The Florida bonneted bat (Molossidae: Eumops floridanus) is one of the rarest bats in the world and has been protected under the Endangered Species Act since 2013. This species is found only in the southern half of Florida and is threatened by habitat loss. Not many natural roosts have been found, so a lot of the focus has been centered on artificial bat boxes or human structures. Ellen Pierce with the University of Illinois is studying bat box use and preference by this species. Finding the right type of bat box could help supplement available roosts in their restricted range.

The south Florida study site has several locations each with a cluster of differently shaped and sized bat boxes for the bats to choose from. At each cluster location, an Anabat Express with the omnidirectional microphone is set on a 15ft pole to capture the calls of any bonneted bats coming within the immediate vicinity of the boxes. This high-flying bat’s calls have been recorded at each of the bat box clusters.   In addition to the Florida Bonneted bat, 7 other species have been recorded on the site.  The bat call recordings also provide insight into the seasonal variation in bat activity.  The site is seasonally wet with some of the bat box clusters near water or inundated.  Final analysis will evaluate if call activity or residence preference changes based on the amount of standing water nearby.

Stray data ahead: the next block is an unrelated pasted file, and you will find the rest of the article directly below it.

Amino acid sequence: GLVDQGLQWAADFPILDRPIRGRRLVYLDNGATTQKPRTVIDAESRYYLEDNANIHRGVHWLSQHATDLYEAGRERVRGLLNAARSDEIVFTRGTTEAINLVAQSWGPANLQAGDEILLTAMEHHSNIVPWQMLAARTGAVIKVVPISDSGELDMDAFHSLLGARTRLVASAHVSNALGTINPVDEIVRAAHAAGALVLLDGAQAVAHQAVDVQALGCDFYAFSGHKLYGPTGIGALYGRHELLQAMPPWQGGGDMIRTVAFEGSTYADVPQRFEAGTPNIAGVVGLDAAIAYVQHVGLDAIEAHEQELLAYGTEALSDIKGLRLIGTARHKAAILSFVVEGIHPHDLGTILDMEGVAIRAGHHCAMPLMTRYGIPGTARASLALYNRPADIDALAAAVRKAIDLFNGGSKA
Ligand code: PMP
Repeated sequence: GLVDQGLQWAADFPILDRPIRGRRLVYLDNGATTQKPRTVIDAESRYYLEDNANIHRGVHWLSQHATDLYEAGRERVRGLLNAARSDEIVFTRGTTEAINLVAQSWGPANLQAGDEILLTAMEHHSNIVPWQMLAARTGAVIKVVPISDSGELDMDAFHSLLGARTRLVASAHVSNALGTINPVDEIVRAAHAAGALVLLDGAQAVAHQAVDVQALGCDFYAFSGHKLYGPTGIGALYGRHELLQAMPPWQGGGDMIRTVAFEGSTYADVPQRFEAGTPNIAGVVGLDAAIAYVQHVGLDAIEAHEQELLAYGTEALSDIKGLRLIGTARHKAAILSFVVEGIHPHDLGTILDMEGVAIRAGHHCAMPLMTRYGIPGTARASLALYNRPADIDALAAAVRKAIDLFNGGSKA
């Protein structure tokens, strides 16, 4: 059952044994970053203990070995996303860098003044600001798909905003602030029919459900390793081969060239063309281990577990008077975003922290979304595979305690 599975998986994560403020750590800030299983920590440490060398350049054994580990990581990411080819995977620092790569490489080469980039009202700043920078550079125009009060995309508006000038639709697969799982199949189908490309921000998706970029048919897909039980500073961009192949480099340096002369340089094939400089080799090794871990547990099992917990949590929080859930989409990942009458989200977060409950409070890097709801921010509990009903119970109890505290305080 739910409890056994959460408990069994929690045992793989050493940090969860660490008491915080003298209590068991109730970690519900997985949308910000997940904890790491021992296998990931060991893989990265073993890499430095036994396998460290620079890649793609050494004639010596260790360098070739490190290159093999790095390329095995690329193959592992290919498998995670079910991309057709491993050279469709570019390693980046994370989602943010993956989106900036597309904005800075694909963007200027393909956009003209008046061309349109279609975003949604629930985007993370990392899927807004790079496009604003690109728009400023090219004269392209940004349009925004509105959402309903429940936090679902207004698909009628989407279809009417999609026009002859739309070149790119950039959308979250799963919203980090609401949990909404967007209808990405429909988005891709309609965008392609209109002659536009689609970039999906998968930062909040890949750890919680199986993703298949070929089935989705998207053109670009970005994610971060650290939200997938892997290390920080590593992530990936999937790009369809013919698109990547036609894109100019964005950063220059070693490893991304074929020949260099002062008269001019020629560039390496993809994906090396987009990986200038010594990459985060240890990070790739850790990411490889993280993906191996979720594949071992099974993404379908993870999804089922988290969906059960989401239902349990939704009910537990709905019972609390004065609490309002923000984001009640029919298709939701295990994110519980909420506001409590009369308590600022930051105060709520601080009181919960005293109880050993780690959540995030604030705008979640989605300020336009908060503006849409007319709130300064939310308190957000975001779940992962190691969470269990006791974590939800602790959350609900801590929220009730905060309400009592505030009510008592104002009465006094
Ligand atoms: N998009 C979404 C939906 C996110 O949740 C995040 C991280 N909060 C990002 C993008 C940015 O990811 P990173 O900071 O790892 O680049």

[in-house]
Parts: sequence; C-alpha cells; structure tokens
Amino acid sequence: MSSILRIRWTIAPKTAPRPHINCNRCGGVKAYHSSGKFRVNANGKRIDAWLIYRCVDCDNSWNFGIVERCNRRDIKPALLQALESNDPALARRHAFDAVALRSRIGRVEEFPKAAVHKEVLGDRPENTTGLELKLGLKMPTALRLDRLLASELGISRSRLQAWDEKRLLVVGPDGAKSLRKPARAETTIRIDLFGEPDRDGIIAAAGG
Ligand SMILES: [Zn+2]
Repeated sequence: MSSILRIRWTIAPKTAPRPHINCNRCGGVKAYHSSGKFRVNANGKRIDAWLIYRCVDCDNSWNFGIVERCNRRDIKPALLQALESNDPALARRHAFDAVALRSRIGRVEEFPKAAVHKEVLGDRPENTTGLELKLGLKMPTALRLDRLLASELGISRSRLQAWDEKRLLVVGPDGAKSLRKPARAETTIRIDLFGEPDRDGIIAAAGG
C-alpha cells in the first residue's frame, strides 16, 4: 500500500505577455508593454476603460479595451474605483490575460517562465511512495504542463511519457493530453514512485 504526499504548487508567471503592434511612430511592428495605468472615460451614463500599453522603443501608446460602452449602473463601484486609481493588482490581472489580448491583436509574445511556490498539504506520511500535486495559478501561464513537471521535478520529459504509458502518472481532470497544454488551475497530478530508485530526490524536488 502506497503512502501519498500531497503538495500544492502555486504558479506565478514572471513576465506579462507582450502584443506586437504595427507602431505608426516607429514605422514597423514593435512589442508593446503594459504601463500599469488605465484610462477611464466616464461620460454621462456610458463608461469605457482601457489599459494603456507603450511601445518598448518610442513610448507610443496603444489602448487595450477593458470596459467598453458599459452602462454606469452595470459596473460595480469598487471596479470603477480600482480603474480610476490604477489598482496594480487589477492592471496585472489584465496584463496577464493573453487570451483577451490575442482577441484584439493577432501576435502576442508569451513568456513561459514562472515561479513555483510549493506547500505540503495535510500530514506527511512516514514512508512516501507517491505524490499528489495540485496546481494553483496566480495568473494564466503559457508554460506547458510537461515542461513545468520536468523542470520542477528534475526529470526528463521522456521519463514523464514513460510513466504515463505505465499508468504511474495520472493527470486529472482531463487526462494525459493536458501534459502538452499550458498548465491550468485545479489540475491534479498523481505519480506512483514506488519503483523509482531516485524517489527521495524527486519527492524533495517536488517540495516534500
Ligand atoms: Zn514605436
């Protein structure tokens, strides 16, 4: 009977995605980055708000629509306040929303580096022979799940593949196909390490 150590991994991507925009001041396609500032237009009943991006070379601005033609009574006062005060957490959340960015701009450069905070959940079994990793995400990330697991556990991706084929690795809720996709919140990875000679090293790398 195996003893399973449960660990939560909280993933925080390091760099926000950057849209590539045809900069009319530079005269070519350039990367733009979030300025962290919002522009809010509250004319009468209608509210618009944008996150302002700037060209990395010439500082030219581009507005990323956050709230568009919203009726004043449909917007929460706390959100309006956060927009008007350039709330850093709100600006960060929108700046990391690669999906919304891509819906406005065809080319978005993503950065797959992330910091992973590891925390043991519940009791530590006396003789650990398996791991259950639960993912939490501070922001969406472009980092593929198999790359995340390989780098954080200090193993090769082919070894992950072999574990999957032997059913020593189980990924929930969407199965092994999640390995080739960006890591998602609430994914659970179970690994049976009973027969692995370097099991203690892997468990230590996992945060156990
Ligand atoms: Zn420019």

The Florida Bonneted bat lives in a unique ecosystem. The pine forests support an astonishing amount of bird diversity, from bluebirds to loggerhead shrikes to turkeys. Woodpeckers, in particular, are a common sight, including the endangered red-cockaded woodpecker. The flooded areas have visiting herons, anhingas, and wood storks alongside the ubiquitous gators. Aside from the bats, there are lots of white-tailed deer and raccoon sightings, with bobcats and coyotes making occasional appearances.    

The federal government is invested in ensuring the Florida bonneted bat’s survival, so, this project is a collaboration funded by the U.S. Army Engineer Research and Development Center and the Department of Defense’s National Defense Center for Energy and Environment (NDCEE). This research will help improve population management and monitoring strategies.